Referring now to FIGS. 9-11, the plurality of branch passageways 180, 184 terminate at respective flange fittings 186a, 186b, 188a, 188b, 190a, 190b, 192a, 192b, 194a, 194b, 196a, 196b. Each flange fitting represents one-half of the complete flange fitting. Thus, when the first facing surface 178 and second facing surface 182 are brought together or in close proximity the complete flange fitting is formed. The complete flange fitting (e.g., 186a and 186b) appear circular in shape although other geometries may be utilized. The flange fittings 186a, 186b, 188a, 188b, 190a, 190b, 192a, 192b, 194a, 194b, 196a, 196b may be formed to conform to uniform standards within the relevant industry or application. While it is contemplated that the flange fittings 186a, 186b, 188a, 188b, 190a, 190b, 192a, 192b, 194a, 194b, 196a, 196b may be designed to conform to these standards or commercial conventions other sizes are also contemplated to fall within the scope of the invention. Each flange fitting 186a, 186b, 188a, 188b, 190a, 190b, 192a, 192b, 194a, 194b, 196a, 196b optionally includes a recess 198 (FIG. 9) that is dimensioned to receive seal or gasket similar to that discussed herein with respect to the embodiment of FIGS. 1-3.

Similarly, as an alternative to the flange fittings 186a, 186b, 188a, 188b, 190a, 190b, 192a, 192b, 194a, 194b, 196a, 196b described above, the branch passageways 180, 184 may terminate in plain tube endings or other types of connectors known to those skilled in the art. The connectors may be integrally formed into the first and second housing portions 152, 154 or they may be secured after formation of the first and second housing portions 152, 154. For example, the endings or connectors may be welded, bonded, or otherwise affixed to the first and second housing portions 152, 154. The endings or connectors may be configured to adapt to other mechanical or heat-weldable union types known to those skilled in the art. Optionally, the first and second housing portions 152, 154 may not have any flange fittings, for example, as illustrated in FIG. 8.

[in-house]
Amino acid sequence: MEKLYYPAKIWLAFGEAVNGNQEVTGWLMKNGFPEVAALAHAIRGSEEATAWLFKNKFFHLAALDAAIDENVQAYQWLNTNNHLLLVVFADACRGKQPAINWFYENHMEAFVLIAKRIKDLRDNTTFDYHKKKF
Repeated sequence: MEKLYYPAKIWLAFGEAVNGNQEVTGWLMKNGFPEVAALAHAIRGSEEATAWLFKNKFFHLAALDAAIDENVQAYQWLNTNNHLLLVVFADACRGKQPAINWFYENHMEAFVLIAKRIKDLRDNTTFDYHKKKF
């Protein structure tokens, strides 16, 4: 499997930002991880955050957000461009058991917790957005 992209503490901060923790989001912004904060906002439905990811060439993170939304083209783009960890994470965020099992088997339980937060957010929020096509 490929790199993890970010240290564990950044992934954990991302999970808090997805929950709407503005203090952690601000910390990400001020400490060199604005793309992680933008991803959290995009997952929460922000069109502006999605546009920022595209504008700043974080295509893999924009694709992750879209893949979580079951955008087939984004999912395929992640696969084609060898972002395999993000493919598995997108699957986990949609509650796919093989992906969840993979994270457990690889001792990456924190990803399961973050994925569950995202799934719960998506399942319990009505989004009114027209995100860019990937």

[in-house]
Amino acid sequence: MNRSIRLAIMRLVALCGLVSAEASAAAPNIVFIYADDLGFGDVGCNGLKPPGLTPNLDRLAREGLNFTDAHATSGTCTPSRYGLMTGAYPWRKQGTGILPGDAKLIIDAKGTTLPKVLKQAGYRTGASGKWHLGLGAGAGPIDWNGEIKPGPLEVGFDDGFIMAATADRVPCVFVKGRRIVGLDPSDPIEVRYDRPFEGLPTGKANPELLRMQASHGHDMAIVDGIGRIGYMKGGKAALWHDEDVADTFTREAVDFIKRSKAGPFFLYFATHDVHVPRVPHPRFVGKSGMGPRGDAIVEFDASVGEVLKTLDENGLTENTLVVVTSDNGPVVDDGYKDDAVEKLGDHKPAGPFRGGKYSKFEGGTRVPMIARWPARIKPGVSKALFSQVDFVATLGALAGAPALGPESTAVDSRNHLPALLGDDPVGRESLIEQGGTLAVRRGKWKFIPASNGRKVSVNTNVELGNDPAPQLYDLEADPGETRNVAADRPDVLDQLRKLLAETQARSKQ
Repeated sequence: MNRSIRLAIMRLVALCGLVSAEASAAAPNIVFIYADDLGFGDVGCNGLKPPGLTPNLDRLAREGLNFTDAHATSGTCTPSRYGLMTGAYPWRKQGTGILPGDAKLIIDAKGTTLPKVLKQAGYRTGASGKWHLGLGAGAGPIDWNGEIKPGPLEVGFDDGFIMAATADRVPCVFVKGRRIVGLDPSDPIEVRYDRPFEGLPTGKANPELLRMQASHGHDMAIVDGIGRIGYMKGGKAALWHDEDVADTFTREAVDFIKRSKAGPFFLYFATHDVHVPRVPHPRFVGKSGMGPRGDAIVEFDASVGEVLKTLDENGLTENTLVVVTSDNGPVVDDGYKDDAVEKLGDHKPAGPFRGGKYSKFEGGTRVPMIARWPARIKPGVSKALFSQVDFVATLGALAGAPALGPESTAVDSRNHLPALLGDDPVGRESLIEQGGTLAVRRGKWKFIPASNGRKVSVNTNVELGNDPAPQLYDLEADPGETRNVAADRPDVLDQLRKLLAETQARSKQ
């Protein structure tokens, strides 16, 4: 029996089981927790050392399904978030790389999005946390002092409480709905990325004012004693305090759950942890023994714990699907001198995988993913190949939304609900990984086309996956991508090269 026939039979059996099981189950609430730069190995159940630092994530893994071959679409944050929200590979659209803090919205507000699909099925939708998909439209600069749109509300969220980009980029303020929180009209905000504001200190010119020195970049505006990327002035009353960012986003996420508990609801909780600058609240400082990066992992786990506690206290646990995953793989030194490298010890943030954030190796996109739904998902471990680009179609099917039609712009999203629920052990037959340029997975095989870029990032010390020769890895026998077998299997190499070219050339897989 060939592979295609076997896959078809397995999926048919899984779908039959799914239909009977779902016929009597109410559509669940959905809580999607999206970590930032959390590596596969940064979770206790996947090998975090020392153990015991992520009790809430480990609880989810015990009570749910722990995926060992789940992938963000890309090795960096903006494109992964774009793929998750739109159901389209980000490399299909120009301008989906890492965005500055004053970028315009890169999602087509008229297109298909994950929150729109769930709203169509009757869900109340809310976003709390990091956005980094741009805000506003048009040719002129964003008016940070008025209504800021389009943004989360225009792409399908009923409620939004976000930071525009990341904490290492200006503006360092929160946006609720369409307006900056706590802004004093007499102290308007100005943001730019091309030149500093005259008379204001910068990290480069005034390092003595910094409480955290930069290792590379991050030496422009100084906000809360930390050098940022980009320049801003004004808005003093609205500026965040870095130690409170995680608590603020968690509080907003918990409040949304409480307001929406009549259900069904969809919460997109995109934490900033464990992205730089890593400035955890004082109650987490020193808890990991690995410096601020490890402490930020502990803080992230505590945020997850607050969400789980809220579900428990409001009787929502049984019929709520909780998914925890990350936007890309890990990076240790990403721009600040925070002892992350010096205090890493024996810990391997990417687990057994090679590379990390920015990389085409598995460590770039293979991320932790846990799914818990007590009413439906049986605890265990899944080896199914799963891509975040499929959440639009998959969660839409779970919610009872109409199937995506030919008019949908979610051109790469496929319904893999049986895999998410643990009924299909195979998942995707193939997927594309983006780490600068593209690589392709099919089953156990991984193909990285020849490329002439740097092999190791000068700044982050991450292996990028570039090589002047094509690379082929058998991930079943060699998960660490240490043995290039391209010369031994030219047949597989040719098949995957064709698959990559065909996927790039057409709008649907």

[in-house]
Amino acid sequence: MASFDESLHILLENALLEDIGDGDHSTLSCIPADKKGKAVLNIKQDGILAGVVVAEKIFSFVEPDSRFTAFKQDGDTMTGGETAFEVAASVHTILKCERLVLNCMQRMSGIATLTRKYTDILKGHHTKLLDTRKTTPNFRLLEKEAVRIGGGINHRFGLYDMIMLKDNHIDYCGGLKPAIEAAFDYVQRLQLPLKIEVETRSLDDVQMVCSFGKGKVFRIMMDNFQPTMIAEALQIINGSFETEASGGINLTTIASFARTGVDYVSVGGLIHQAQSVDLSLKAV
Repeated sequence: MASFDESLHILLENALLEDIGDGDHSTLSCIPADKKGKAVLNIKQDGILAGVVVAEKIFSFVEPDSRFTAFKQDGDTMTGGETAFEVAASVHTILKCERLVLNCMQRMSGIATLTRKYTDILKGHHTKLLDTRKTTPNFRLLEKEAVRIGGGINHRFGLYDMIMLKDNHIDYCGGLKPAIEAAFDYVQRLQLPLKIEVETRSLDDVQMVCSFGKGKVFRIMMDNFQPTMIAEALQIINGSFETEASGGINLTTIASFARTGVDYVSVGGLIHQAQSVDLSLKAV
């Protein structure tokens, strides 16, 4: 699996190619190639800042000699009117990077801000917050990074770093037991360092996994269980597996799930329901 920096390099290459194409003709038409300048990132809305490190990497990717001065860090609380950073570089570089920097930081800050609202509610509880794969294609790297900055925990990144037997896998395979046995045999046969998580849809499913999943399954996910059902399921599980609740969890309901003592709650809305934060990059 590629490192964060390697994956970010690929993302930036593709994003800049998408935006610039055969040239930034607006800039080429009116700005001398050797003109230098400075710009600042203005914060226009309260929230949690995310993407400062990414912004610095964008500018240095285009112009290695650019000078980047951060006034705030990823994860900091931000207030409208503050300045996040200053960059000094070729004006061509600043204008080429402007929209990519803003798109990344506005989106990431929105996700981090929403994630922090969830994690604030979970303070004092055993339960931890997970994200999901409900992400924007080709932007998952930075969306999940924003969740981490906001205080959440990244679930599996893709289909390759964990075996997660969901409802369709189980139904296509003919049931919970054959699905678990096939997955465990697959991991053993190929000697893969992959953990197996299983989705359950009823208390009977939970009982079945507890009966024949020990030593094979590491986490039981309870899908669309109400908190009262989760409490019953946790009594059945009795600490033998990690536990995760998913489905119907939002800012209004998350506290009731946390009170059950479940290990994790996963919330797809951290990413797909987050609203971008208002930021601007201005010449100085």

Referring to FIG. 9, the first housing portion 152 and the second housing portion 154 may be secured to one another via a fastener 200. The fastener 200 is a screw or bolt that passes through apertures 202 that are located in the first housing portion 152 and the second housing portion 154. The fastener 200 may include other devices such as clamps, bolts or the like. It may even be possible to use an adhesive bond between the first housing portion 152 and the second housing portion 154. The fasteners 200 are configured to be removable such that the first housing portion 152 can be separated from the second housing portion 154 to remove the inner disposable conduit 156.